In case any of you are actually reading this blog and are eagerly awaiting an installment in the promised Drugs/God/etc series, I posted it ages ago. But because I'd drafted a sentence in it before I wrote my last post, Blogger decided to put the new post underneath the less-recently-published-but-more-recently-started one. I can see how this could be potentially maybe useful, but man its annoying when you're not expecting it and there's apparently no way to undo it.
Also, on a very different tack, I've become utterly convinced that at least one criticism leveled at my favourite overall programming language, Python, is utterly true and fair. After quite a while away from writing Python code, I started last night on a whim to knock up some code for a prototype of an idea I once had. It's going swimmingly; the Python Image Library, which I'd never used before, seems quick, intuitive, and with the all the features I need for this project. As for Python itself, well, my heart still belongs to whitespace delimitation. All the basics of Python coding are there in my mind like I never stopped using them, or like I've been programming in this language for 10 years.
Except when it comes to Classes. I added some classes to code that had previously just been functions, and you know what I did - or rather, forgot to do? Put in the 'self'. In front of some of the variable accesses, but more noticably, at the start of every single method argument list. This cannot be any longer blamed as a hangover from Java - I've written a ton more code, more recently in Python than in Java or any other OO language. What's more, every time I go back to Python after a break of more than about a week or so, I start making this 'mistake' again. The reason - that old Python favourite, "Explicit is better than implicit."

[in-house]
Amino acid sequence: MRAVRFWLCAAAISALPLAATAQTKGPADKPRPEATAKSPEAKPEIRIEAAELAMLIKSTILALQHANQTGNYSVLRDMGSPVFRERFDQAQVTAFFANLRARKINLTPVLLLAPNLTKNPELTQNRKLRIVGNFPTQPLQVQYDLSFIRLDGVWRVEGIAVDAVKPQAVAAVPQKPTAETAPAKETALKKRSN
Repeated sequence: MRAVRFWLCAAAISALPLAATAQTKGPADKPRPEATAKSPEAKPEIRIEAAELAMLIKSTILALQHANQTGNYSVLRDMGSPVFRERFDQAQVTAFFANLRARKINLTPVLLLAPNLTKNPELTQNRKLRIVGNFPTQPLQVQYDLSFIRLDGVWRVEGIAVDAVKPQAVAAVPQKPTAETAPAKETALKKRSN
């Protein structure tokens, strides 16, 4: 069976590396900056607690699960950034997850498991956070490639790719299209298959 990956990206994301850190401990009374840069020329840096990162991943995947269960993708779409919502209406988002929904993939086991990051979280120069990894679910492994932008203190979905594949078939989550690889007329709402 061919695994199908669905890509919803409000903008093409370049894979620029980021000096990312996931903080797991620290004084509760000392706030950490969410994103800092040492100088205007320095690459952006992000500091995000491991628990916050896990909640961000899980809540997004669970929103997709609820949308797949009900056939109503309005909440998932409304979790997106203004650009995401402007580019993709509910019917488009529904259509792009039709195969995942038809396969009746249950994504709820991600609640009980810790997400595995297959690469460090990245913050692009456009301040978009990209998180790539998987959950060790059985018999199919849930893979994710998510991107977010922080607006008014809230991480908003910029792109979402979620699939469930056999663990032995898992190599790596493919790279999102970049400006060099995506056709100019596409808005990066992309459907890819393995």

I'm sorry, but EXPLICIT IS NOT NECESSARILY BETTER THAN IMPLICIT. Assembler is explicit FFS. Intuitive, clever, dependable, expected, well-designed implicit behaviour is one of the chief reasons why I use a high level language. Implicitly garbage collect old objects for me? Yes, please!
I was once bitten by a Python wart I felt was bad enough to raise and spend considerable time advocating change for on comp.lang.python (never got around to doing a PEP; partly laziness, partly young and inexperienced enough to be intimidated at the thought. Still am, perhaps.)
The following doesn't work as any sane, reasonable person would expect:
# Blog code, not tested
a = A()
b = 
assert a == b
assert not (a != b)
The second assertion fails. Why? Because coding __eq__, the most obvious way to make a class have equality based comparisons, buys you nothing from the != operator. != isn't (by default) a synonym for the negation of == (unlike in, say, every other language ever); not only will Python let you make them mean different things, it actively encourages you to do so.
There were a disturbingly high number of people defending this (including one quite renowned Pythonista, think it might have been Effbot). Some had the temerity to fall back on "Explicit is better than implict: if you want != to work, you should damn well code __ne__!"